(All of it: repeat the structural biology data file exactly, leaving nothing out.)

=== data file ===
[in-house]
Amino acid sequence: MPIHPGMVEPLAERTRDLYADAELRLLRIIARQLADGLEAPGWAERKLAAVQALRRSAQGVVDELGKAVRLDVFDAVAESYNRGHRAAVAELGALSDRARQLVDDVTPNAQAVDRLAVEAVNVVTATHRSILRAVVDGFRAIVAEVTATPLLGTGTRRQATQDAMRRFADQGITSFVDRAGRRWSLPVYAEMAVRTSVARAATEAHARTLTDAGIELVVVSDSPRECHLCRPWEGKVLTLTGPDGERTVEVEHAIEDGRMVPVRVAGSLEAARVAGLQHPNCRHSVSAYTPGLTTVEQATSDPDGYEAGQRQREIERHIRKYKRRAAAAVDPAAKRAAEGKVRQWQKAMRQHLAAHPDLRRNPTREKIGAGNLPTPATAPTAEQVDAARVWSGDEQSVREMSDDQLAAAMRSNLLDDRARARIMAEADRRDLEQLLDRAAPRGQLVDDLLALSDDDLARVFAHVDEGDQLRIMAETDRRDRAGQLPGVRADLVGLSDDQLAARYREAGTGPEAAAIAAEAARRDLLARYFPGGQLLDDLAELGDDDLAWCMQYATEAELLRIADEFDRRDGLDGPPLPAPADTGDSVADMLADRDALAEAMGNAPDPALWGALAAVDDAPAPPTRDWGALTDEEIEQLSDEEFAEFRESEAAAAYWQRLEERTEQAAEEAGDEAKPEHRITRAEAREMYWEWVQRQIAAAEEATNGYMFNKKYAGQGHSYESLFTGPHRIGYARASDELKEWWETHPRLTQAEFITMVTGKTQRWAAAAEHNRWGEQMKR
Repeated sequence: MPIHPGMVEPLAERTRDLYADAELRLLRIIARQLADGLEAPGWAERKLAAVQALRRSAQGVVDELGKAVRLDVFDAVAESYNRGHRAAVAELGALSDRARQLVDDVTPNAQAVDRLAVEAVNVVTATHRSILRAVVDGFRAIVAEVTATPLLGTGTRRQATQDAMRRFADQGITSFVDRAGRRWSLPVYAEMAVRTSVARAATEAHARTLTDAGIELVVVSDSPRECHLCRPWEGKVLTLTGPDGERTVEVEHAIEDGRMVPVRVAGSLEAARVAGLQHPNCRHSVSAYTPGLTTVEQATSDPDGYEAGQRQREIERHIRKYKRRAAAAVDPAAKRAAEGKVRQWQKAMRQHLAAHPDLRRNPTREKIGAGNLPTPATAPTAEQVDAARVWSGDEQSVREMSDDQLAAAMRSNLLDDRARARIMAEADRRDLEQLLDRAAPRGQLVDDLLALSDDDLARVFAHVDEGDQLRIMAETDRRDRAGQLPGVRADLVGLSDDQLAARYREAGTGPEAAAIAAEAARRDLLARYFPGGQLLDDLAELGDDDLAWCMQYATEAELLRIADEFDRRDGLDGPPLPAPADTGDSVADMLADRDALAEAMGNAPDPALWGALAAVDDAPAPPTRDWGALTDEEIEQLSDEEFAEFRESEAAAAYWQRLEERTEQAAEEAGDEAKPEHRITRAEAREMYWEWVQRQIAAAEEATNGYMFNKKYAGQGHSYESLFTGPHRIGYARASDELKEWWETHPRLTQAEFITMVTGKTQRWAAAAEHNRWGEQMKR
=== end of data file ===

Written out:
[in-house]
Amino acid sequence: MPIHPGMVEPLAERTRDLYADAELRLLRIIARQLADGLEAPGWAERKLAAVQALRRSAQGVVDELGKAVRLDVFDAVAESYNRGHRAAVAELGALSDRARQLVDDVTPNAQAVDRLAVEAVNVVTATHRSILRAVVDGFRAIVAEVTATPLLGTGTRRQATQDAMRRFADQGITSFVDRAGRRWSLPVYAEMAVRTSVARAATEAHARTLTDAGIELVVVSDSPRECHLCRPWEGKVLTLTGPDGERTVEVEHAIEDGRMVPVRVAGSLEAARVAGLQHPNCRHSVSAYTPGLTTVEQATSDPDGYEAGQRQREIERHIRKYKRRAAAAVDPAAKRAAEGKVRQWQKAMRQHLAAHPDLRRNPTREKIGAGNLPTPATAPTAEQVDAARVWSGDEQSVREMSDDQLAAAMRSNLLDDRARARIMAEADRRDLEQLLDRAAPRGQLVDDLLALSDDDLARVFAHVDEGDQLRIMAETDRRDRAGQLPGVRADLVGLSDDQLAARYREAGTGPEAAAIAAEAARRDLLARYFPGGQLLDDLAELGDDDLAWCMQYATEAELLRIADEFDRRDGLDGPPLPAPADTGDSVADMLADRDALAEAMGNAPDPALWGALAAVDDAPAPPTRDWGALTDEEIEQLSDEEFAEFRESEAAAAYWQRLEERTEQAAEEAGDEAKPEHRITRAEAREMYWEWVQRQIAAAEEATNGYMFNKKYAGQGHSYESLFTGPHRIGYARASDELKEWWETHPRLTQAEFITMVTGKTQRWAAAAEHNRWGEQMKR
Repeated sequence: MPIHPGMVEPLAERTRDLYADAELRLLRIIARQLADGLEAPGWAERKLAAVQALRRSAQGVVDELGKAVRLDVFDAVAESYNRGHRAAVAELGALSDRARQLVDDVTPNAQAVDRLAVEAVNVVTATHRSILRAVVDGFRAIVAEVTATPLLGTGTRRQATQDAMRRFADQGITSFVDRAGRRWSLPVYAEMAVRTSVARAATEAHARTLTDAGIELVVVSDSPRECHLCRPWEGKVLTLTGPDGERTVEVEHAIEDGRMVPVRVAGSLEAARVAGLQHPNCRHSVSAYTPGLTTVEQATSDPDGYEAGQRQREIERHIRKYKRRAAAAVDPAAKRAAEGKVRQWQKAMRQHLAAHPDLRRNPTREKIGAGNLPTPATAPTAEQVDAARVWSGDEQSVREMSDDQLAAAMRSNLLDDRARARIMAEADRRDLEQLLDRAAPRGQLVDDLLALSDDDLARVFAHVDEGDQLRIMAETDRRDRAGQLPGVRADLVGLSDDQLAARYREAGTGPEAAAIAAEAARRDLLARYFPGGQLLDDLAELGDDDLAWCMQYATEAELLRIADEFDRRDGLDGPPLPAPADTGDSVADMLADRDALAEAMGNAPDPALWGALAAVDDAPAPPTRDWGALTDEEIEQLSDEEFAEFRESEAAAAYWQRLEERTEQAAEEAGDEAKPEHRITRAEAREMYWEWVQRQIAAAEEATNGYMFNKKYAGQGHSYESLFTGPHRIGYARASDELKEWWETHPRLTQAEFITMVTGKTQRWAAAAEHNRWGEQMKR